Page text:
The Georgia Association for Nursing Education (GANE) recently named the University of West Georgia’s Dr. Kelly Dyar as its president. Dyar currently serves as a professor and faculty lead for the Master of Science in Nursing (MSN) nurse educator program at the Tanner Health System School of Nursing at UWG.
Dyar said she is honored to be in the leadership role and feels that the beliefs and goals of the organization are perfectly aligned with her own personal ideals.
“It is an incredible honor to be elected to serve in this capacity,” she said. “I believe I need to encourage and support my students in achieving excellence, and I need to strive for excellence in my teaching practice and support my faculty colleagues by encouraging them to be excellent teachers. It is a natural extension of this for me to lead this organization in achieving its purpose.”
The purpose of GANE is to promote excellence in nursing education within Georgia by accessing needs of Georgia nurse educators, nurses and Georgia’s citizenry, and to meet those needs through participation and collaboration.
Dyar has been a member of GANE for several years, having joined while she was working on her master's degree. She was nominated for her current role by two colleagues within the organization.
“Both the nominations and the election by the members is such a display of their confidence in what I can bring to GANE and their faith in how I can lead over the next two years,” Dyar said. “This position offers me an opportunity to influence the organization and help us continue to grow as we support nurse educators within the state.”
Dyar said one of the best parts of being in her new position is demonstrating to her students the level of dedication she has to the profession. She hopes it will help inspire them to reach their full potential.
“This role will demonstrate my commitment to professional service but also show my students that I am practicing what I ask of them in encouraging them to meet these competencies,” Dyar said. “I think it also will demonstrate that they, too, one day can take an active role in a nursing organization, perhaps even as an elected board member or president of the organization.”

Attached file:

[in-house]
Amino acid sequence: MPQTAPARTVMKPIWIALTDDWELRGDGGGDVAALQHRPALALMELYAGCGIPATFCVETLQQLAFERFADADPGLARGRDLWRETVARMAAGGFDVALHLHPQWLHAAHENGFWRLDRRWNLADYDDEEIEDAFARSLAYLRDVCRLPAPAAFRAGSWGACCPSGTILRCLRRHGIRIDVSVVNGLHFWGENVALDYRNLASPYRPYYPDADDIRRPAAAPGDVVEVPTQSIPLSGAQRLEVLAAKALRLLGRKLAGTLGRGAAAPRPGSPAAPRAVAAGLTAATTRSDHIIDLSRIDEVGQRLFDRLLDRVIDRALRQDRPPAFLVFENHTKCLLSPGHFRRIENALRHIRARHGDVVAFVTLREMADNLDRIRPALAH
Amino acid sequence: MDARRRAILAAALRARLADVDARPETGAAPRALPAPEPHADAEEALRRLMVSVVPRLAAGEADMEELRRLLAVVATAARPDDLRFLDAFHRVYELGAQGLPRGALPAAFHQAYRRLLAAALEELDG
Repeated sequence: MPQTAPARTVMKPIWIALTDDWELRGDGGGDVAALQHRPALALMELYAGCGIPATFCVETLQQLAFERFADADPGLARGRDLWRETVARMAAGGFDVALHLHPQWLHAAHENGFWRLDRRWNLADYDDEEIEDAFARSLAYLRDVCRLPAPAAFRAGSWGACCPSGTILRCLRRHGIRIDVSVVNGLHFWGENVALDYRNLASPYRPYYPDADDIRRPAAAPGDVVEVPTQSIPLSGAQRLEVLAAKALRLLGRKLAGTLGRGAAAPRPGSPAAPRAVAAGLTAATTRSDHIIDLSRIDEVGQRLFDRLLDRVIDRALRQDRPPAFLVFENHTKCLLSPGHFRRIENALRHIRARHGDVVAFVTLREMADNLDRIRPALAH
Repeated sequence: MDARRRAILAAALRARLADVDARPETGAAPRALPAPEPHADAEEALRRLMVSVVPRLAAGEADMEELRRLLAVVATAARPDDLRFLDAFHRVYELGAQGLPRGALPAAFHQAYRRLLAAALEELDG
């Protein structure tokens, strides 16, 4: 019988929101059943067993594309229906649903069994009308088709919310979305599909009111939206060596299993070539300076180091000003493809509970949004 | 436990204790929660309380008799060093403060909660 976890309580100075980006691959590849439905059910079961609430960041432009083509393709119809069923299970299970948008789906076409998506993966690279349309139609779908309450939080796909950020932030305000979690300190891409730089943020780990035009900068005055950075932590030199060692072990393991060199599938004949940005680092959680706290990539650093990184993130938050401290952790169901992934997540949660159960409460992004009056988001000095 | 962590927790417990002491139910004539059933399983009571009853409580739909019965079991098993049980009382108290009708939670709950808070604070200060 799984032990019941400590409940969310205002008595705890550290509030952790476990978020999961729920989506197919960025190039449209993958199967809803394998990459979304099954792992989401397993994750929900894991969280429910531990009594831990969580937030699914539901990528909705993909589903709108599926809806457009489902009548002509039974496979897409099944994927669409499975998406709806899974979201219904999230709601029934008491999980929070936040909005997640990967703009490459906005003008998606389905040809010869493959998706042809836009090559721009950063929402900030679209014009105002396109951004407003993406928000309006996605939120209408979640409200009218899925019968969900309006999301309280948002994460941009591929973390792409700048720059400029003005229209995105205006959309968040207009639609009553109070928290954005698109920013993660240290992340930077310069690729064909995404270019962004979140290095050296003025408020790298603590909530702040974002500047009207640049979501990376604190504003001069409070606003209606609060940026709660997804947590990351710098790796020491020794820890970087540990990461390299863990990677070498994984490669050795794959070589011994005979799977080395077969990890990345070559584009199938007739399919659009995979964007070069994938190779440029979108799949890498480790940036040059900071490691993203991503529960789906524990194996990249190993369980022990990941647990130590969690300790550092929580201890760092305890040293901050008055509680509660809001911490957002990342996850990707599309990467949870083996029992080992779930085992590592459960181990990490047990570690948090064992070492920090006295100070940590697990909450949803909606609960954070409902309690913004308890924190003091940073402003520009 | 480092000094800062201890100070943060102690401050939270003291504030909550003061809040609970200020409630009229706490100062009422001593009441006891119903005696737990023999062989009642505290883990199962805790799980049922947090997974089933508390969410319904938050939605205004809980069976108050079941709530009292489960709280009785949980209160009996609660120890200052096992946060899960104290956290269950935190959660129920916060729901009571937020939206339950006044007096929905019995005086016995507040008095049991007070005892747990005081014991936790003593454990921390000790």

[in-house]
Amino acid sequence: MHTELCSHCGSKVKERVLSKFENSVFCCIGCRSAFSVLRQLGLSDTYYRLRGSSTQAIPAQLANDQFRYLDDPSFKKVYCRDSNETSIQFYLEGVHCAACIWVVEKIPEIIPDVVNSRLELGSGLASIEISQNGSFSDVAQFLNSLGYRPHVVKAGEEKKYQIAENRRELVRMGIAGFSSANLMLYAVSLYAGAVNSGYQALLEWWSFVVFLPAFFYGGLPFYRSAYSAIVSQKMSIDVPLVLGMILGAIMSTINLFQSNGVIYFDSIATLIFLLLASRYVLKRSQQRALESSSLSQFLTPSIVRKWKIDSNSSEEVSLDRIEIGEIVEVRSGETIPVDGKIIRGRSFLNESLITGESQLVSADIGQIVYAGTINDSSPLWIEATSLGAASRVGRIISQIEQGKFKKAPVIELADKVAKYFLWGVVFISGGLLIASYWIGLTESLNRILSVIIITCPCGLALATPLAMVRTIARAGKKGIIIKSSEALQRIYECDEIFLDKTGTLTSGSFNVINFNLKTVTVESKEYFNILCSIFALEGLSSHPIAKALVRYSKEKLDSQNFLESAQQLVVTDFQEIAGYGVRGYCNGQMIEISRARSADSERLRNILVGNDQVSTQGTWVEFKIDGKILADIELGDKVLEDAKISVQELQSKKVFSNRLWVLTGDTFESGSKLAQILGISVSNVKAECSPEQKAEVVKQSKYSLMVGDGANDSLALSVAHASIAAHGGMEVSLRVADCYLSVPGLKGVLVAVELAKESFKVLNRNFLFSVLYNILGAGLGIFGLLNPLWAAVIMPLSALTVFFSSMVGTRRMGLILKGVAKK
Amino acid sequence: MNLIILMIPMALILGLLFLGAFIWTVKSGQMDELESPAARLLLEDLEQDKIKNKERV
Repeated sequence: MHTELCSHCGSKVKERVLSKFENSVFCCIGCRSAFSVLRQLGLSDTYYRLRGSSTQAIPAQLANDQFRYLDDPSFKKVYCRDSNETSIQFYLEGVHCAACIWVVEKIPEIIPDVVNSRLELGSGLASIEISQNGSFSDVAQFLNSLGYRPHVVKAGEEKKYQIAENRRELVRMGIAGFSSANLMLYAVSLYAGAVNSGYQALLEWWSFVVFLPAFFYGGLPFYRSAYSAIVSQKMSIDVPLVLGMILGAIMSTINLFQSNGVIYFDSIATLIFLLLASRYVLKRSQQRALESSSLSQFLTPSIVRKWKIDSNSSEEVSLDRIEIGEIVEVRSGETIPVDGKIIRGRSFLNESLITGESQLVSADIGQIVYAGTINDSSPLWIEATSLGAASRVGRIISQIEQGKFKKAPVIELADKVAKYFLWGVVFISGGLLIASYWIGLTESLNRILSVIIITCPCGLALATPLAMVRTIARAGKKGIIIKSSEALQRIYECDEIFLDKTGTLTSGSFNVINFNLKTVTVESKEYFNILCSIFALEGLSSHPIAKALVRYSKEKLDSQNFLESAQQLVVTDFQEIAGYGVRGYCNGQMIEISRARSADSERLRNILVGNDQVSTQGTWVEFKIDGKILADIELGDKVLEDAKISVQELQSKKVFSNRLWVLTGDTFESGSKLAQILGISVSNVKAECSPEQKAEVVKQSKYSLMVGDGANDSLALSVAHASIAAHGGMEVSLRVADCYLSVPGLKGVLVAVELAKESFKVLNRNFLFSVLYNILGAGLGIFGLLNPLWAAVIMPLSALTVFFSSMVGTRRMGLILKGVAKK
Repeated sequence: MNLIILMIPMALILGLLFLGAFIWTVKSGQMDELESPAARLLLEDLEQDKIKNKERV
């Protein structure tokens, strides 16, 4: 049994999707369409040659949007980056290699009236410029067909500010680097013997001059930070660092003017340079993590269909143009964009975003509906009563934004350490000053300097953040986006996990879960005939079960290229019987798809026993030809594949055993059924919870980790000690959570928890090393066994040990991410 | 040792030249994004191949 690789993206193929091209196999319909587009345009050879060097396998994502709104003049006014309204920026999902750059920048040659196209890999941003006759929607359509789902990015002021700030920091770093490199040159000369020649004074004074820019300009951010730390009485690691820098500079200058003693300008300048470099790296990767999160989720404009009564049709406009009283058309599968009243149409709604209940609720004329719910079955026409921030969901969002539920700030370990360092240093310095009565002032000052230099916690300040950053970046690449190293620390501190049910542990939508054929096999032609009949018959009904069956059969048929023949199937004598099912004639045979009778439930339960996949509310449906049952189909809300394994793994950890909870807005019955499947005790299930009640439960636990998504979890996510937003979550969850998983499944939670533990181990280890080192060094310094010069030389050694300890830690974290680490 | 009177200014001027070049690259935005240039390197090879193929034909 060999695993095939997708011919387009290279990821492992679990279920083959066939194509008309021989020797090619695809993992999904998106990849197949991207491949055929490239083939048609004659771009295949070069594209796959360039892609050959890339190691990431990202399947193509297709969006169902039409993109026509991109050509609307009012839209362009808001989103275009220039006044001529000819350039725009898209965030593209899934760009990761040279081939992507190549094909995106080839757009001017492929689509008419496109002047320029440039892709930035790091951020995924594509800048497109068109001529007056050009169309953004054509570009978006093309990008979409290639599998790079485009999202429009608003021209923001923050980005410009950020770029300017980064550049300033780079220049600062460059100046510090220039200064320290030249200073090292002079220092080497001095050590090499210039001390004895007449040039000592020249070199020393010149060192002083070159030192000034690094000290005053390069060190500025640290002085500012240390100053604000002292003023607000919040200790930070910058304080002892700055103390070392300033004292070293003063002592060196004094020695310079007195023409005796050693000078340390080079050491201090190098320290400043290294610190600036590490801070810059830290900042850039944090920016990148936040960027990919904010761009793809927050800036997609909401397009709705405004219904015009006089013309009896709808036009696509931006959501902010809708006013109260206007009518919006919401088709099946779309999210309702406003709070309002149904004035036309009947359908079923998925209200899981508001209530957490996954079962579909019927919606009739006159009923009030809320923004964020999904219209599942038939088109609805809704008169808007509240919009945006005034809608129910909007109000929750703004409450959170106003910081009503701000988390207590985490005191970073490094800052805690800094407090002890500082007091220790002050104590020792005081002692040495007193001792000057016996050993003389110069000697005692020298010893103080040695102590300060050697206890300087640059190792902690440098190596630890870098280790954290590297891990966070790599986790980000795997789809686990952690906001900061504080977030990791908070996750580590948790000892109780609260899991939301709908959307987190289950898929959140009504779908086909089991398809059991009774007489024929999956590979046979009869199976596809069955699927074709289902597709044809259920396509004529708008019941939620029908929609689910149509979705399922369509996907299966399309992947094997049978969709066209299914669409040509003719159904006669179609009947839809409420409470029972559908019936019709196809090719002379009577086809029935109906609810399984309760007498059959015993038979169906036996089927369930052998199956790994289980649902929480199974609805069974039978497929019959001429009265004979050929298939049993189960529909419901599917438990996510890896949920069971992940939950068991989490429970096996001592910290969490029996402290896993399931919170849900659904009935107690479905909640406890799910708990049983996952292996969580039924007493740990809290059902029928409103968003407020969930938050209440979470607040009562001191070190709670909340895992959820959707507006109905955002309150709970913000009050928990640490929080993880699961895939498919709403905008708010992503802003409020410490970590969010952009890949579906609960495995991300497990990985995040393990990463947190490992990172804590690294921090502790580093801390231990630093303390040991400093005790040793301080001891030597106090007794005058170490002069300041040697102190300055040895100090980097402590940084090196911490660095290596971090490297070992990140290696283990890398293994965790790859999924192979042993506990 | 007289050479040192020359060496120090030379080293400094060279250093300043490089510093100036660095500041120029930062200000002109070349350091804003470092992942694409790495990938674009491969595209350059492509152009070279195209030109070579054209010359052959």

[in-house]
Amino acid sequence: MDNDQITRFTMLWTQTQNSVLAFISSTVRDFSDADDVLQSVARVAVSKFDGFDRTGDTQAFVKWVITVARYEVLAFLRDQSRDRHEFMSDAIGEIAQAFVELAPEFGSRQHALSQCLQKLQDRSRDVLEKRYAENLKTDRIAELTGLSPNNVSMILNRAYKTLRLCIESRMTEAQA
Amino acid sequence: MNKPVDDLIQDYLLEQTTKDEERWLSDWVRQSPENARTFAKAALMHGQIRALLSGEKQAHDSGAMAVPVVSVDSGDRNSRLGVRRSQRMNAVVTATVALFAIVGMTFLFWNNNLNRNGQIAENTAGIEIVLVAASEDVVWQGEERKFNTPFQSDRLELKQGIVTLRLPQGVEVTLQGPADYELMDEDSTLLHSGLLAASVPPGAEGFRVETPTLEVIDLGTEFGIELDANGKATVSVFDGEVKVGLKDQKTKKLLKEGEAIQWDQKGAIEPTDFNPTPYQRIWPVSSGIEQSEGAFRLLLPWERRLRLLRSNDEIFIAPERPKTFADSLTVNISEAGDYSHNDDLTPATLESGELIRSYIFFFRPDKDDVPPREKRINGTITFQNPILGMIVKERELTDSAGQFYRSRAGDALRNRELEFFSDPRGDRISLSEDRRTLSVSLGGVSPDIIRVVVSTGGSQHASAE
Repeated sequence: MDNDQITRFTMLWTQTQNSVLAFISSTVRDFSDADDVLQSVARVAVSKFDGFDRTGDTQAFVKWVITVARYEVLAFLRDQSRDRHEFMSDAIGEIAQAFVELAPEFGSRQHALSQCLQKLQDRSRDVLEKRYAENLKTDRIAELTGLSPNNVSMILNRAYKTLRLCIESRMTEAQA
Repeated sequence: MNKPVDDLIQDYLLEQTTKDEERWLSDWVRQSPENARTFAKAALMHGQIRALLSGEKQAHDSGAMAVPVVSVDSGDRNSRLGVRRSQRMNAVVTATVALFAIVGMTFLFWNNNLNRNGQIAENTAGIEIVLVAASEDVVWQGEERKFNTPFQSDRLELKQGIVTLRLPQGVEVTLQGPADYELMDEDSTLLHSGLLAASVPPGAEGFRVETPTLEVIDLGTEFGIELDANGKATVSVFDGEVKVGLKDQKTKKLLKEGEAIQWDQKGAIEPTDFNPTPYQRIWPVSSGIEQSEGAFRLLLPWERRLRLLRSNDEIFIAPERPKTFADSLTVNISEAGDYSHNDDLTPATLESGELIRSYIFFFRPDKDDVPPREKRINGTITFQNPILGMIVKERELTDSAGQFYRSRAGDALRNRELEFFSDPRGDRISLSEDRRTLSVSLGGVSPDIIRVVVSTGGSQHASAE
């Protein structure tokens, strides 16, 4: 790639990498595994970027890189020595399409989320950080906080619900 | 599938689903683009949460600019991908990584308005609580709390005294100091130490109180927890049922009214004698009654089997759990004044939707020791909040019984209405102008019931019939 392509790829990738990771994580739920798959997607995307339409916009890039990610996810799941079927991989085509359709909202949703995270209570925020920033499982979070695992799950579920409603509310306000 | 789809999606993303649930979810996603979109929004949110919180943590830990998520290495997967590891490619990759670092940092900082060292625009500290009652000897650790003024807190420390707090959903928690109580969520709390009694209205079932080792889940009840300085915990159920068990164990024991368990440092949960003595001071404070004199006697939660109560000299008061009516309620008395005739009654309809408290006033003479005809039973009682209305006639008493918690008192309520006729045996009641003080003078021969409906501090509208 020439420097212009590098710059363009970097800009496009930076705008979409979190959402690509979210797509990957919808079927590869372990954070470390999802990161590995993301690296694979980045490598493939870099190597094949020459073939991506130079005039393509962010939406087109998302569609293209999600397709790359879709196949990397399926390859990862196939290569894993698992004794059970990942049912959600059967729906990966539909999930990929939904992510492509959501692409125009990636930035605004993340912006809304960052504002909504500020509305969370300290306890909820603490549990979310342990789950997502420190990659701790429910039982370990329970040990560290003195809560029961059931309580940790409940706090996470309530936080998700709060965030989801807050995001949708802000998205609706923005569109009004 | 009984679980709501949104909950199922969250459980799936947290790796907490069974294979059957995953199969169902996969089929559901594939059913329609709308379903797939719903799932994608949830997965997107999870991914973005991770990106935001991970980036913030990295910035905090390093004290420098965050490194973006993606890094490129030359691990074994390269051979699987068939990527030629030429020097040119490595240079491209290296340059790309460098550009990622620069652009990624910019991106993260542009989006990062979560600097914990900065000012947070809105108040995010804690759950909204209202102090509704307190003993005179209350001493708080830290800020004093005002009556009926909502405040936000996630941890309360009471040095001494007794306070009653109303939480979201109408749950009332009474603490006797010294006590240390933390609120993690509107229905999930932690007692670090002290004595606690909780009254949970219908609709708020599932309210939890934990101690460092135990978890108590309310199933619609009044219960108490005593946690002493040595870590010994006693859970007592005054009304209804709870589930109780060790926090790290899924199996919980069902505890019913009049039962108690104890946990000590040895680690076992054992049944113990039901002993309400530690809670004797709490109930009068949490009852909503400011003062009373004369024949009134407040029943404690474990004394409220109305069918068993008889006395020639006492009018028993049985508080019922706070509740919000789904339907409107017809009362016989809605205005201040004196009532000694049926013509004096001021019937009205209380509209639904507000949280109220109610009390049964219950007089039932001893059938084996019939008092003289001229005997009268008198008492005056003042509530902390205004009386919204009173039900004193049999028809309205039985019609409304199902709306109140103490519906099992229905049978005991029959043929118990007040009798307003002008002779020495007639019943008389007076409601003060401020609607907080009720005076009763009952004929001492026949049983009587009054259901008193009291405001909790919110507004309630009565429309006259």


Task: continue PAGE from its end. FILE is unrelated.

Her new role further benefits students as she is able to be an advocate for them within the organization. Each year, GANE hosts a conference in which nursing students submit abstracts that go through a competitive review process to determine the students who will be included in the program.
“In this role, I can keep students informed about this process,” she said. “One tangible thing I have done already is establish a process where students can submit their capstone projects to be included in the conference program. Currently, we offer a discount for students; however, they usually submit their capstone projects following their graduation, which means they no longer qualify for the student discount. Through the process I created, they can still get the student discount for 12 months following their graduation if they are presenting on anything they did as a student.”
Dyar said, overall, the most important part of her work with GANE is making sure students have the tools they need to be successful.
“One way to help promote excellence in nursing education is by being a voice for students and ensuring that the organization maintains rigor in our educational offerings,” Dyar said. “I look forward to further engaging in that work.”